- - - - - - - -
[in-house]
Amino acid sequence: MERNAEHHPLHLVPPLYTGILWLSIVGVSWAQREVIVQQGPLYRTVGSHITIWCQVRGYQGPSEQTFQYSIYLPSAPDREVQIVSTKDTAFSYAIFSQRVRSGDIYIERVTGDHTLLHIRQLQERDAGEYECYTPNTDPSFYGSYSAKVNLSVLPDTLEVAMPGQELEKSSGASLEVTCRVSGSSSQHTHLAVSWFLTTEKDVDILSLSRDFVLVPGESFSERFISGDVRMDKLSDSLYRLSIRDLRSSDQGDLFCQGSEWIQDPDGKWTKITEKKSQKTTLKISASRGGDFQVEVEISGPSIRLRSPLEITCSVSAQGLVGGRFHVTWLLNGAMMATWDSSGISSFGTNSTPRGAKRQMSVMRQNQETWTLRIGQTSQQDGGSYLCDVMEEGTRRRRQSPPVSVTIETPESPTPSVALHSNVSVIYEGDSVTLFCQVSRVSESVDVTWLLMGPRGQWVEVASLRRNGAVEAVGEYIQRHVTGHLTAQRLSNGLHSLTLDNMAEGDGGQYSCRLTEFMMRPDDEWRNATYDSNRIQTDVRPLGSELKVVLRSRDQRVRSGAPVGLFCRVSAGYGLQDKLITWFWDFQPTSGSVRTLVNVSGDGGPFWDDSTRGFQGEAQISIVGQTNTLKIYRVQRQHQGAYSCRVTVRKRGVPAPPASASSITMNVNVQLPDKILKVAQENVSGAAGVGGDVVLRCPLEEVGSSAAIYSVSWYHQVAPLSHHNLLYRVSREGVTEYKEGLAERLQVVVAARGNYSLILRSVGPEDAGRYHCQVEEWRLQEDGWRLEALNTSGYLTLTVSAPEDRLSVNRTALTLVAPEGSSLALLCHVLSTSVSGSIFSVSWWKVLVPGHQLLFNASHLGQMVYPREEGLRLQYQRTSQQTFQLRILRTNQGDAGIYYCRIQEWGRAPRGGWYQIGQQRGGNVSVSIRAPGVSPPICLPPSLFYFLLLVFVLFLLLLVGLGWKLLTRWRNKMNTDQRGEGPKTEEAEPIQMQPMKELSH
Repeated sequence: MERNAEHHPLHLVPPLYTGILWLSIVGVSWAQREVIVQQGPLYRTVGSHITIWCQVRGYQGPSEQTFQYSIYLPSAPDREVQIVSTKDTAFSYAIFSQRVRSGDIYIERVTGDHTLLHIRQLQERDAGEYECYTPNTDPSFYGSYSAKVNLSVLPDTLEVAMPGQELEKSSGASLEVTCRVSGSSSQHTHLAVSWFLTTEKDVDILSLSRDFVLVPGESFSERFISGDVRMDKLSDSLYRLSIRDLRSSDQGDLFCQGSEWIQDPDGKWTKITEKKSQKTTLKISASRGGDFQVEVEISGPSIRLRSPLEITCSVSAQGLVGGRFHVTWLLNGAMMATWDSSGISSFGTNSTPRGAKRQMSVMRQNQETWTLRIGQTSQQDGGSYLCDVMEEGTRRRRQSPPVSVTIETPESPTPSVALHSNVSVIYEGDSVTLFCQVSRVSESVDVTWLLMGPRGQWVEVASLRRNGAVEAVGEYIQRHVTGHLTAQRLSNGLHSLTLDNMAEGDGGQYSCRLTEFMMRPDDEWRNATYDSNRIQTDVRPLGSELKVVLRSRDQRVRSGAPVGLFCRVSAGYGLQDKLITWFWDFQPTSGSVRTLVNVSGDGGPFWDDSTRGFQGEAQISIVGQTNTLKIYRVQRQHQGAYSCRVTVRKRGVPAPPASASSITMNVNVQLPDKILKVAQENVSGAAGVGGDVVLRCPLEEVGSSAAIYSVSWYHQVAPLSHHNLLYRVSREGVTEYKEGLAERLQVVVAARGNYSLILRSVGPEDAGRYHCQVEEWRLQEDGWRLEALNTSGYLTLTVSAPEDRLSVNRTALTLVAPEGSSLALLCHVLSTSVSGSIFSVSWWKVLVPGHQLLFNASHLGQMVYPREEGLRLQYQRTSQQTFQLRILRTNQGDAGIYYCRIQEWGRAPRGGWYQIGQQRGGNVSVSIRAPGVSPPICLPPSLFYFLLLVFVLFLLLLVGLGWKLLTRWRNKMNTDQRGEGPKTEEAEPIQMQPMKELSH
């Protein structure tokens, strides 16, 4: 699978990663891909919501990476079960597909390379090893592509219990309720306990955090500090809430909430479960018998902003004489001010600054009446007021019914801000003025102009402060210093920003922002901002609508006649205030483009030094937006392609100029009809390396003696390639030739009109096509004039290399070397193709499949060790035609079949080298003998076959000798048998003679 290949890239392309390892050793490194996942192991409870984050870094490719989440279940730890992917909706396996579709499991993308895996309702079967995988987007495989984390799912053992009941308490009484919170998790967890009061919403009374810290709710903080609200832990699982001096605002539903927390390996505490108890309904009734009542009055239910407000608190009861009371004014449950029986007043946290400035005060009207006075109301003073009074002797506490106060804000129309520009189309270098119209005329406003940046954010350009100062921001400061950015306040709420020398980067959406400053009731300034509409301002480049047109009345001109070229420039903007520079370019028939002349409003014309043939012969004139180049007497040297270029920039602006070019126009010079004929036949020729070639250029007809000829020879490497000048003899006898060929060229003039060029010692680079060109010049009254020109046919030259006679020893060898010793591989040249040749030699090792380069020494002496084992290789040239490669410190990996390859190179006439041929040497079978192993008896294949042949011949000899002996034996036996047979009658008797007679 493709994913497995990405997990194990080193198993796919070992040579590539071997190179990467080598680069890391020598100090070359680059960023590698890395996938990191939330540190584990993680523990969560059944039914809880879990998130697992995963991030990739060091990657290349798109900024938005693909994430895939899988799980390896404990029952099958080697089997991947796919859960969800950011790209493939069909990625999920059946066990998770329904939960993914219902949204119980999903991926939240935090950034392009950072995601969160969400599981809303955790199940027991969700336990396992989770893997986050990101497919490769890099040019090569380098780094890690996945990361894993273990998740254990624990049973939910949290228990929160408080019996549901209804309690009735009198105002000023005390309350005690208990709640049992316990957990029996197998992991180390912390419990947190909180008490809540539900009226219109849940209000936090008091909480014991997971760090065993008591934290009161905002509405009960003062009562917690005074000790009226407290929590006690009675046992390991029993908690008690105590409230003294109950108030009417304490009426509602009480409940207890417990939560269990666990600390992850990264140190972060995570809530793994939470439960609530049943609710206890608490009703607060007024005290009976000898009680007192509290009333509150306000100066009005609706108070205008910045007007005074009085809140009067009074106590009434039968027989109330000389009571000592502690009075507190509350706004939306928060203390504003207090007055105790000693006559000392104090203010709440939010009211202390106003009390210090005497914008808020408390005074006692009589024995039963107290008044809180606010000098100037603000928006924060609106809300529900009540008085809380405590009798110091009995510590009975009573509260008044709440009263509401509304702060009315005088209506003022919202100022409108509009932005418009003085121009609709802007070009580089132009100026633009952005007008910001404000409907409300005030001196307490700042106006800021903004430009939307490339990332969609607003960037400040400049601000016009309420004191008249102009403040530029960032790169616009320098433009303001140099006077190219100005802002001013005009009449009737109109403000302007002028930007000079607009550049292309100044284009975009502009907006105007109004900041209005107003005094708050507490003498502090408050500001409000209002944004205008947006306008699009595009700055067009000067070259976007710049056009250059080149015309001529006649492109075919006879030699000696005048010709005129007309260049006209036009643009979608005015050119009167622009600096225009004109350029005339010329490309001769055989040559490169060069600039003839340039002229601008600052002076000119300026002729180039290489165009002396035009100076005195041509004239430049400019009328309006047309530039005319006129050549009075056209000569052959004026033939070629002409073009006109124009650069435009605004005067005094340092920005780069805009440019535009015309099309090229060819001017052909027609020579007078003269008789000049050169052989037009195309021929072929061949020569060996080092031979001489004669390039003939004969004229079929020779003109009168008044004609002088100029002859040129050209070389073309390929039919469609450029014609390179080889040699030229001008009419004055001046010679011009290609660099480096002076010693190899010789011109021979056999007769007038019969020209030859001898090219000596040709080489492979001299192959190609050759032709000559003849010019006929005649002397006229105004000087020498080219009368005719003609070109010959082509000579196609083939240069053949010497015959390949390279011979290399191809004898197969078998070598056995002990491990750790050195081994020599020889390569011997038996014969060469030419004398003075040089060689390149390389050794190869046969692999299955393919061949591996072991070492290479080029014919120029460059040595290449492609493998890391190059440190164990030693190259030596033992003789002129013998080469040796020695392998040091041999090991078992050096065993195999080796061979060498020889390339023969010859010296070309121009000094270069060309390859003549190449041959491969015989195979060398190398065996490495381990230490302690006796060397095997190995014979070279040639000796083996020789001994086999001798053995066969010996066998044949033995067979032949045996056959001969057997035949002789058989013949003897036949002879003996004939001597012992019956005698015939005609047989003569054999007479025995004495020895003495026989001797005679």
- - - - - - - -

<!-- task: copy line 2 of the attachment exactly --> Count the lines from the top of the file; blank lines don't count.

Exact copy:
Amino acid sequence: MERNAEHHPLHLVPPLYTGILWLSIVGVSWAQREVIVQQGPLYRTVGSHITIWCQVRGYQGPSEQTFQYSIYLPSAPDREVQIVSTKDTAFSYAIFSQRVRSGDIYIERVTGDHTLLHIRQLQERDAGEYECYTPNTDPSFYGSYSAKVNLSVLPDTLEVAMPGQELEKSSGASLEVTCRVSGSSSQHTHLAVSWFLTTEKDVDILSLSRDFVLVPGESFSERFISGDVRMDKLSDSLYRLSIRDLRSSDQGDLFCQGSEWIQDPDGKWTKITEKKSQKTTLKISASRGGDFQVEVEISGPSIRLRSPLEITCSVSAQGLVGGRFHVTWLLNGAMMATWDSSGISSFGTNSTPRGAKRQMSVMRQNQETWTLRIGQTSQQDGGSYLCDVMEEGTRRRRQSPPVSVTIETPESPTPSVALHSNVSVIYEGDSVTLFCQVSRVSESVDVTWLLMGPRGQWVEVASLRRNGAVEAVGEYIQRHVTGHLTAQRLSNGLHSLTLDNMAEGDGGQYSCRLTEFMMRPDDEWRNATYDSNRIQTDVRPLGSELKVVLRSRDQRVRSGAPVGLFCRVSAGYGLQDKLITWFWDFQPTSGSVRTLVNVSGDGGPFWDDSTRGFQGEAQISIVGQTNTLKIYRVQRQHQGAYSCRVTVRKRGVPAPPASASSITMNVNVQLPDKILKVAQENVSGAAGVGGDVVLRCPLEEVGSSAAIYSVSWYHQVAPLSHHNLLYRVSREGVTEYKEGLAERLQVVVAARGNYSLILRSVGPEDAGRYHCQVEEWRLQEDGWRLEALNTSGYLTLTVSAPEDRLSVNRTALTLVAPEGSSLALLCHVLSTSVSGSIFSVSWWKVLVPGHQLLFNASHLGQMVYPREEGLRLQYQRTSQQTFQLRILRTNQGDAGIYYCRIQEWGRAPRGGWYQIGQQRGGNVSVSIRAPGVSPPICLPPSLFYFLLLVFVLFLLLLVGLGWKLLTRWRNKMNTDQRGEGPKTEEAEPIQMQPMKELSH